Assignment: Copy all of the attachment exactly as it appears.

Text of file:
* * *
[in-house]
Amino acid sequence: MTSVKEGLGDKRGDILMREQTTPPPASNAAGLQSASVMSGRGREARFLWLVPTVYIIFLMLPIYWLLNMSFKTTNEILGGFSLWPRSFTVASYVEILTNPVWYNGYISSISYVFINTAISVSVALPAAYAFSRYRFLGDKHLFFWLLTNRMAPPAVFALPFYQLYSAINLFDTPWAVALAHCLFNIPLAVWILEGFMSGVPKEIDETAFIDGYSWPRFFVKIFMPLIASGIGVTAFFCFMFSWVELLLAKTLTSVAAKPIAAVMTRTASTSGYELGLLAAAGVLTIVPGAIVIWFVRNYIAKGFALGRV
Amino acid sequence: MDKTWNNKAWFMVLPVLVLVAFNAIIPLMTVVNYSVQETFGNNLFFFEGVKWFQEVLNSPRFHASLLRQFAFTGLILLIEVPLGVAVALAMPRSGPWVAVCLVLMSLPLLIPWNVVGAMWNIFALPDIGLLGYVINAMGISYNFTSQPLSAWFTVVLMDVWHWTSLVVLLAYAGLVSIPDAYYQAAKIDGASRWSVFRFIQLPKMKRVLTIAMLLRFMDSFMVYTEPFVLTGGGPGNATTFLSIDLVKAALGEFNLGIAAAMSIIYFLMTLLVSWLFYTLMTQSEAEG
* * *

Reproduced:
[in-house]
Amino acid sequence: MTSVKEGLGDKRGDILMREQTTPPPASNAAGLQSASVMSGRGREARFLWLVPTVYIIFLMLPIYWLLNMSFKTTNEILGGFSLWPRSFTVASYVEILTNPVWYNGYISSISYVFINTAISVSVALPAAYAFSRYRFLGDKHLFFWLLTNRMAPPAVFALPFYQLYSAINLFDTPWAVALAHCLFNIPLAVWILEGFMSGVPKEIDETAFIDGYSWPRFFVKIFMPLIASGIGVTAFFCFMFSWVELLLAKTLTSVAAKPIAAVMTRTASTSGYELGLLAAAGVLTIVPGAIVIWFVRNYIAKGFALGRV
Amino acid sequence: MDKTWNNKAWFMVLPVLVLVAFNAIIPLMTVVNYSVQETFGNNLFFFEGVKWFQEVLNSPRFHASLLRQFAFTGLILLIEVPLGVAVALAMPRSGPWVAVCLVLMSLPLLIPWNVVGAMWNIFALPDIGLLGYVINAMGISYNFTSQPLSAWFTVVLMDVWHWTSLVVLLAYAGLVSIPDAYYQAAKIDGASRWSVFRFIQLPKMKRVLTIAMLLRFMDSFMVYTEPFVLTGGGPGNATTFLSIDLVKAALGEFNLGIAAAMSIIYFLMTLLVSWLFYTLMTQSEAEG